FLRC Turkey Trot Raises Over $2,500 for Local Charity

Thank you to all the Turkey Trotters and volunteers who came out to run in the barely double-digit temperature! Together we raised $2,549 for Loaves & Fishes of Tompkins County. Matt Bishop won a Purity Ice Cream pie for having the closest predicted time, finishing five seconds off his prediction and edging out Jay Hubisz’s six-second differential. (Full results as a .PDF)

According to long-time Race Director Bruce Roebal, the 14°F start is the coldest on record in the event’s 46-year history! Not one to be deterred by the cold, race founder Bob Congdon kept his perfect streak alive, running the route for the forty-sixth time. A handful of other runners were added to the Turkey Trot Honor Roll upon completing the run for the fifth time. Additionally, Devon Magliozzi of the Ithaca Voice was on site and wrote a nice piece about our run and included some pictures.

Missed the run or still interested in helping out Loaves & Fishes? Please visit their website for ways to donate and for volunteer opportunities.

Thank you again for coming out on a frigid holiday morning! The Turkey Trot is our final even of the year. But don’t worry… registration for January’s Winter Chill 5K Series is open, and we have a variety of indoor track meets coming up soon!

PGXC 2018 Individual and Team Awards for Local Runners

Written by Adam Engst, High Noon AC team captain

We all run road and trail races, but cross country is a different beast, and the Pete Glavin Upstate New York Cross Country Series is special. Unlike most races, cross country is both an individual and a team sport — how well you run on your own is one thing, but it’s how high you place in the race that matters for team points. A team will usually have five scoring runners, with another three who don’t score but displace other teams’ runners.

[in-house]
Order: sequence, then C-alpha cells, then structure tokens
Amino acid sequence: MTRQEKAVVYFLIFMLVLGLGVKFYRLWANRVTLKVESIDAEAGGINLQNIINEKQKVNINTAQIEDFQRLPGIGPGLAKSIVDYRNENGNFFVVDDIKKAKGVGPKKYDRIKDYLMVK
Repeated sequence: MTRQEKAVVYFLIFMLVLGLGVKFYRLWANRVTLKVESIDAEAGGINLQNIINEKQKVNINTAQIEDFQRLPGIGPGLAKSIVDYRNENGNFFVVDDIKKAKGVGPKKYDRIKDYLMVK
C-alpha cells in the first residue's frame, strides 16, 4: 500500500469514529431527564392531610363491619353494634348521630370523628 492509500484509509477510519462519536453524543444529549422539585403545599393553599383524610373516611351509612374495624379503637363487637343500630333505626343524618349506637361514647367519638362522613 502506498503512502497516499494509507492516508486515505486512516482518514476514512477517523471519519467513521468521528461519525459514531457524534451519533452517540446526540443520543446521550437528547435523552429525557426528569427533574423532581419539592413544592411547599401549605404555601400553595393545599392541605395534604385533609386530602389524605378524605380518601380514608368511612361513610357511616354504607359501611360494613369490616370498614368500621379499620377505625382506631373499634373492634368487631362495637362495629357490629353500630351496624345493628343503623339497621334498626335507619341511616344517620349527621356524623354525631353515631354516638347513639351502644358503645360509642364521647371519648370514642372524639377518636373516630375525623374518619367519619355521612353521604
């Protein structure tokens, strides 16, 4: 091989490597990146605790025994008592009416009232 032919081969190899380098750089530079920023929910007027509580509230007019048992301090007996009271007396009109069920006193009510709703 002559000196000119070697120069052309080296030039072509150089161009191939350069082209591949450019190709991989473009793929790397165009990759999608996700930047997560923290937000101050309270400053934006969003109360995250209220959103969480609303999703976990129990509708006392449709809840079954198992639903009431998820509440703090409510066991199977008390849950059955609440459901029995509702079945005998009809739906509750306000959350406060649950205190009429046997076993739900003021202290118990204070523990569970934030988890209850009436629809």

Scoring is simple: you add up the number of points that correspond with each scoring runner’s place and then compare to the other teams’ scores — lowest score wins. It’s great to have someone who is usually in the top three in the race, like Adam Pacheck was for the High Noon Open team this year, but the fifth runner is often more important for the team score. (In the PGXC series, the smaller age group divisions need only five on a team with three scoring, and you only compete with people in your division.) As PGXC Race Director Mike Nier says before each race: every place counts.

That’s scoring for a single race. Because PGXC is a series, there are both individual and team competitions across the entire series too. The individual scoring is a little funny, with the top 15 runners getting points associated with their places. The first runner gets 20 points, the second 17 points, and so on with this scale: 20-17-14-12-11-10-9-8-7-6-4-3-2-1. You have to run the championship race to score for the series, but you can drop or miss one of the five races — the series score is calculated based on the top four scores. Then, for the team scoring, first place gets six points, second receives four, third receives three, fourth receives two, and fifth place gets one point. There’s no race dropping for teams. Unlike individual race scoring, the most points wins in the series standings.

So the goal for an individual is to place high in every race for the age group and to make sure to run the championship race. If you have one bad race, or can’t make an early season race due to a conflict, it’s not the end of the world. Alas, David Keifer was off running the Philadelphia Marathon instead of the championship PGXC race on Sunday, so he missed out on what would have been a guaranteed second place in the Ultra Vets category. And for teams, the goal is just to score as many points as possible, which sometimes means moving runners down from older age groups to fill out teams — we often didn’t have enough 40-year-old runners for Masters and had to bring 50-year-old Vets down to complete the team. Keep in mind that our Ithaca teams are competing against clubs from large cities like Syracuse (Syracuse Track Club), Rochester (Genesee Valley Harriers), and Buffalo (Checkers Athletic Club) — we’re often the underdogs purely on population size.

Read our recaps from: Race #2Race #4Race #5 (Series Championship)

Now that you understand the complexity of the competition, on to the awards! Congratulations to all our Ithaca runners, and especially to the following:

First Place Series Finishers